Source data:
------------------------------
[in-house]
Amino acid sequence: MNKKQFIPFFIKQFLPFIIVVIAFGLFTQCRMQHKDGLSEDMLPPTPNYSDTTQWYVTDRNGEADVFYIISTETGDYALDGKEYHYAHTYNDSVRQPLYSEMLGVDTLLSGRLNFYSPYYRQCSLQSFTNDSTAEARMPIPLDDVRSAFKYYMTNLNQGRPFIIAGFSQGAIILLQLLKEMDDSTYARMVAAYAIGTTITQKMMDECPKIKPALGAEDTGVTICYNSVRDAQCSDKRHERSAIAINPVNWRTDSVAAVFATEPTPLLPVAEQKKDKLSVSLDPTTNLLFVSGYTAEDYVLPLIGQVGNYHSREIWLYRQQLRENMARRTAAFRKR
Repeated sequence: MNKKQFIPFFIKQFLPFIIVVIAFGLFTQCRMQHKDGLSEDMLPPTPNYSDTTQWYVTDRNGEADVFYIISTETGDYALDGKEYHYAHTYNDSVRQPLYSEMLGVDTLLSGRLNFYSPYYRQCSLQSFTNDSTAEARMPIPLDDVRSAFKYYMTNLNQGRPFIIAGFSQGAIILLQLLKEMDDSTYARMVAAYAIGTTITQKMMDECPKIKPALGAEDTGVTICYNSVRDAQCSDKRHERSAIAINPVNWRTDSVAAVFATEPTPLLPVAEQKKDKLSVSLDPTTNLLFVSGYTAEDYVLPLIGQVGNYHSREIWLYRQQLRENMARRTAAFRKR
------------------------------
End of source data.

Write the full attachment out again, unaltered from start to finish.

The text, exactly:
[in-house]
Amino acid sequence: MNKKQFIPFFIKQFLPFIIVVIAFGLFTQCRMQHKDGLSEDMLPPTPNYSDTTQWYVTDRNGEADVFYIISTETGDYALDGKEYHYAHTYNDSVRQPLYSEMLGVDTLLSGRLNFYSPYYRQCSLQSFTNDSTAEARMPIPLDDVRSAFKYYMTNLNQGRPFIIAGFSQGAIILLQLLKEMDDSTYARMVAAYAIGTTITQKMMDECPKIKPALGAEDTGVTICYNSVRDAQCSDKRHERSAIAINPVNWRTDSVAAVFATEPTPLLPVAEQKKDKLSVSLDPTTNLLFVSGYTAEDYVLPLIGQVGNYHSREIWLYRQQLRENMARRTAAFRKR
Repeated sequence: MNKKQFIPFFIKQFLPFIIVVIAFGLFTQCRMQHKDGLSEDMLPPTPNYSDTTQWYVTDRNGEADVFYIISTETGDYALDGKEYHYAHTYNDSVRQPLYSEMLGVDTLLSGRLNFYSPYYRQCSLQSFTNDSTAEARMPIPLDDVRSAFKYYMTNLNQGRPFIIAGFSQGAIILLQLLKEMDDSTYARMVAAYAIGTTITQKMMDECPKIKPALGAEDTGVTICYNSVRDAQCSDKRHERSAIAINPVNWRTDSVAAVFATEPTPLLPVAEQKKDKLSVSLDPTTNLLFVSGYTAEDYVLPLIGQVGNYHSREIWLYRQQLRENMARRTAAFRKR